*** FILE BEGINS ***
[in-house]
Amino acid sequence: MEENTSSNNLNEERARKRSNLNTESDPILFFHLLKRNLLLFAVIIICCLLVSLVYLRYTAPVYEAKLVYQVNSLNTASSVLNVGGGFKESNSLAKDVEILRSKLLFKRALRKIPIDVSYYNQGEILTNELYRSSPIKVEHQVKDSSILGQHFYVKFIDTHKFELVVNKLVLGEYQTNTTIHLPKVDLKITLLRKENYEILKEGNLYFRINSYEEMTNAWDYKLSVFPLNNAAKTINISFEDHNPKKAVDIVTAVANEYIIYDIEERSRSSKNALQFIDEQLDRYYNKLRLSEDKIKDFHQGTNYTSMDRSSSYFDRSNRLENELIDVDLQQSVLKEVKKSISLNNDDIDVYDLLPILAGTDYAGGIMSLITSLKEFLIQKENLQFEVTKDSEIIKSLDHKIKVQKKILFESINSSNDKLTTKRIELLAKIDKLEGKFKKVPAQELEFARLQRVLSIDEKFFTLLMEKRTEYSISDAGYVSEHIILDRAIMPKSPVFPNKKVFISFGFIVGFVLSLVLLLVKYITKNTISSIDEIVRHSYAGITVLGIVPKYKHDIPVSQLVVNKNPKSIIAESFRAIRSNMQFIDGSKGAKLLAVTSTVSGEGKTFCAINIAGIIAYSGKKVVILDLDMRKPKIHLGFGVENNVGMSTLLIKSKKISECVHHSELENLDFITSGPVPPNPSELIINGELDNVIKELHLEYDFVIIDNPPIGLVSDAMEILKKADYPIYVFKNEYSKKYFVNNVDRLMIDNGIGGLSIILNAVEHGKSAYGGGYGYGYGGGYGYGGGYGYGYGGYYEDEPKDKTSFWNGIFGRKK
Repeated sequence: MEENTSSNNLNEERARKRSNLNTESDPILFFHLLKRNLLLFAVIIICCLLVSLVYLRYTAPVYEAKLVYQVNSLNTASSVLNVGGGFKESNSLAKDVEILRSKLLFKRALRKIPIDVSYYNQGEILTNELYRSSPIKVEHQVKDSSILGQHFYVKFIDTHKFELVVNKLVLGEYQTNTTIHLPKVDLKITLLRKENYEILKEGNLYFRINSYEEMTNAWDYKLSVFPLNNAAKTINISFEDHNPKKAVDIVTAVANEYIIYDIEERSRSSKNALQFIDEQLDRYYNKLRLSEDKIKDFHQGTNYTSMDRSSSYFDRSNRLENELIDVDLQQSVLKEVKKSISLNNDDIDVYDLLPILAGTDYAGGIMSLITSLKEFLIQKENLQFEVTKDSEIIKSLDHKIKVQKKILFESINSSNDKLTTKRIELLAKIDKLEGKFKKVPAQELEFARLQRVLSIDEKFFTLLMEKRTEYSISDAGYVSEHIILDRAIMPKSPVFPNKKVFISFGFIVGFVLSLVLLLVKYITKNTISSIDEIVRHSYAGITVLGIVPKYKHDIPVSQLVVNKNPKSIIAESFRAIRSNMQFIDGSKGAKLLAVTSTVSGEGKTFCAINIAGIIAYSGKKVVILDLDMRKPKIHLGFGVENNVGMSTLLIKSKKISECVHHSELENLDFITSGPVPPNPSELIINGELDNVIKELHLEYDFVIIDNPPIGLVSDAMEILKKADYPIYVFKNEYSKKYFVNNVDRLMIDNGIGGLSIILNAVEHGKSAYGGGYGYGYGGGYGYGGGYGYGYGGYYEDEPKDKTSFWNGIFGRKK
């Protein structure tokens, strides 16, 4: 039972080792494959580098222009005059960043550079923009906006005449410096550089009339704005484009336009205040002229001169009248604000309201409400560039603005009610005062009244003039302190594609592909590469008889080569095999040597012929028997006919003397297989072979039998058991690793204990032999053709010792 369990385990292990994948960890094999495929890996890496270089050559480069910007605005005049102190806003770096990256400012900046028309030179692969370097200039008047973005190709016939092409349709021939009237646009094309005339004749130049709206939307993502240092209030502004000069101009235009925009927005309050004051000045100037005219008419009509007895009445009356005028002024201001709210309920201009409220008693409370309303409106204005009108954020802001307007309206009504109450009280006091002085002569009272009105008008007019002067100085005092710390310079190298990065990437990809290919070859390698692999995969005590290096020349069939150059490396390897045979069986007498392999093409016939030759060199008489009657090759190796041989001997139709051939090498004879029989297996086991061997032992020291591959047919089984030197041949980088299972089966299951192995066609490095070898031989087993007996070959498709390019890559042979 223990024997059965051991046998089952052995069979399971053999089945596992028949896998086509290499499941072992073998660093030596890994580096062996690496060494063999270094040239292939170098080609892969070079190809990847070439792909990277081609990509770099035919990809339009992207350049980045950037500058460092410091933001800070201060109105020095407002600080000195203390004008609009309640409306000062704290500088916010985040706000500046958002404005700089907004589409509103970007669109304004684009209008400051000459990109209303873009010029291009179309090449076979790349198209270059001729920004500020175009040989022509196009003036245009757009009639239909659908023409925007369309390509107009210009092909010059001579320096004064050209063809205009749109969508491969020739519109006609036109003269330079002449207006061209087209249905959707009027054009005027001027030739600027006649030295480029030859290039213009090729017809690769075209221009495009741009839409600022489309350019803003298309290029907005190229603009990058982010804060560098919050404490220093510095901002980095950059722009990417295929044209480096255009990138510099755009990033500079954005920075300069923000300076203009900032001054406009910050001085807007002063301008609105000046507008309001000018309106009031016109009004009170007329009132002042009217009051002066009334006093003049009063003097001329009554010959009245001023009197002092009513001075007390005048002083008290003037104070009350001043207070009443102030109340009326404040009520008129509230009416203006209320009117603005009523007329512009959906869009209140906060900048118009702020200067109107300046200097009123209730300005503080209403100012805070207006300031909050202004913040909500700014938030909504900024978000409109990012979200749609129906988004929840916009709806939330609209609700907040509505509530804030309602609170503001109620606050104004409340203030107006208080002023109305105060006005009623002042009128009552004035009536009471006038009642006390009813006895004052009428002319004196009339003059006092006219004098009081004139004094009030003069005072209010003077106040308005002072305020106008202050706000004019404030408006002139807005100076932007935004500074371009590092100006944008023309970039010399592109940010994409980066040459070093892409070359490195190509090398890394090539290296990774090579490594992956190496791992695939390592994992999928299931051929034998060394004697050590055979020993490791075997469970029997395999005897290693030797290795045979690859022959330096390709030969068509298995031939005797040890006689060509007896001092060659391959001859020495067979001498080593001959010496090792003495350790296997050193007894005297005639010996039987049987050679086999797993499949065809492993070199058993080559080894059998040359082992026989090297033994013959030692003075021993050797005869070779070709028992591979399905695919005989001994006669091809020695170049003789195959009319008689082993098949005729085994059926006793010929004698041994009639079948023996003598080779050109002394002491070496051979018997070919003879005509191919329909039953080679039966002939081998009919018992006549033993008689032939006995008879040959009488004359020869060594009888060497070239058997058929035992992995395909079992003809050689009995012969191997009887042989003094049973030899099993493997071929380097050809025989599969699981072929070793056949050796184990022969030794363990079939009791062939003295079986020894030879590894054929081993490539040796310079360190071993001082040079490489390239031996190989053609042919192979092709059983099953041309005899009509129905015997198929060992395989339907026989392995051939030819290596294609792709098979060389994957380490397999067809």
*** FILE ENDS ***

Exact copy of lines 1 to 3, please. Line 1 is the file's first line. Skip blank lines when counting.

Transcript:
[in-house]
Amino acid sequence: MEENTSSNNLNEERARKRSNLNTESDPILFFHLLKRNLLLFAVIIICCLLVSLVYLRYTAPVYEAKLVYQVNSLNTASSVLNVGGGFKESNSLAKDVEILRSKLLFKRALRKIPIDVSYYNQGEILTNELYRSSPIKVEHQVKDSSILGQHFYVKFIDTHKFELVVNKLVLGEYQTNTTIHLPKVDLKITLLRKENYEILKEGNLYFRINSYEEMTNAWDYKLSVFPLNNAAKTINISFEDHNPKKAVDIVTAVANEYIIYDIEERSRSSKNALQFIDEQLDRYYNKLRLSEDKIKDFHQGTNYTSMDRSSSYFDRSNRLENELIDVDLQQSVLKEVKKSISLNNDDIDVYDLLPILAGTDYAGGIMSLITSLKEFLIQKENLQFEVTKDSEIIKSLDHKIKVQKKILFESINSSNDKLTTKRIELLAKIDKLEGKFKKVPAQELEFARLQRVLSIDEKFFTLLMEKRTEYSISDAGYVSEHIILDRAIMPKSPVFPNKKVFISFGFIVGFVLSLVLLLVKYITKNTISSIDEIVRHSYAGITVLGIVPKYKHDIPVSQLVVNKNPKSIIAESFRAIRSNMQFIDGSKGAKLLAVTSTVSGEGKTFCAINIAGIIAYSGKKVVILDLDMRKPKIHLGFGVENNVGMSTLLIKSKKISECVHHSELENLDFITSGPVPPNPSELIINGELDNVIKELHLEYDFVIIDNPPIGLVSDAMEILKKADYPIYVFKNEYSKKYFVNNVDRLMIDNGIGGLSIILNAVEHGKSAYGGGYGYGYGGGYGYGGGYGYGYGGYYEDEPKDKTSFWNGIFGRKK
Repeated sequence: MEENTSSNNLNEERARKRSNLNTESDPILFFHLLKRNLLLFAVIIICCLLVSLVYLRYTAPVYEAKLVYQVNSLNTASSVLNVGGGFKESNSLAKDVEILRSKLLFKRALRKIPIDVSYYNQGEILTNELYRSSPIKVEHQVKDSSILGQHFYVKFIDTHKFELVVNKLVLGEYQTNTTIHLPKVDLKITLLRKENYEILKEGNLYFRINSYEEMTNAWDYKLSVFPLNNAAKTINISFEDHNPKKAVDIVTAVANEYIIYDIEERSRSSKNALQFIDEQLDRYYNKLRLSEDKIKDFHQGTNYTSMDRSSSYFDRSNRLENELIDVDLQQSVLKEVKKSISLNNDDIDVYDLLPILAGTDYAGGIMSLITSLKEFLIQKENLQFEVTKDSEIIKSLDHKIKVQKKILFESINSSNDKLTTKRIELLAKIDKLEGKFKKVPAQELEFARLQRVLSIDEKFFTLLMEKRTEYSISDAGYVSEHIILDRAIMPKSPVFPNKKVFISFGFIVGFVLSLVLLLVKYITKNTISSIDEIVRHSYAGITVLGIVPKYKHDIPVSQLVVNKNPKSIIAESFRAIRSNMQFIDGSKGAKLLAVTSTVSGEGKTFCAINIAGIIAYSGKKVVILDLDMRKPKIHLGFGVENNVGMSTLLIKSKKISECVHHSELENLDFITSGPVPPNPSELIINGELDNVIKELHLEYDFVIIDNPPIGLVSDAMEILKKADYPIYVFKNEYSKKYFVNNVDRLMIDNGIGGLSIILNAVEHGKSAYGGGYGYGYGGGYGYGGGYGYGYGGYYEDEPKDKTSFWNGIFGRKK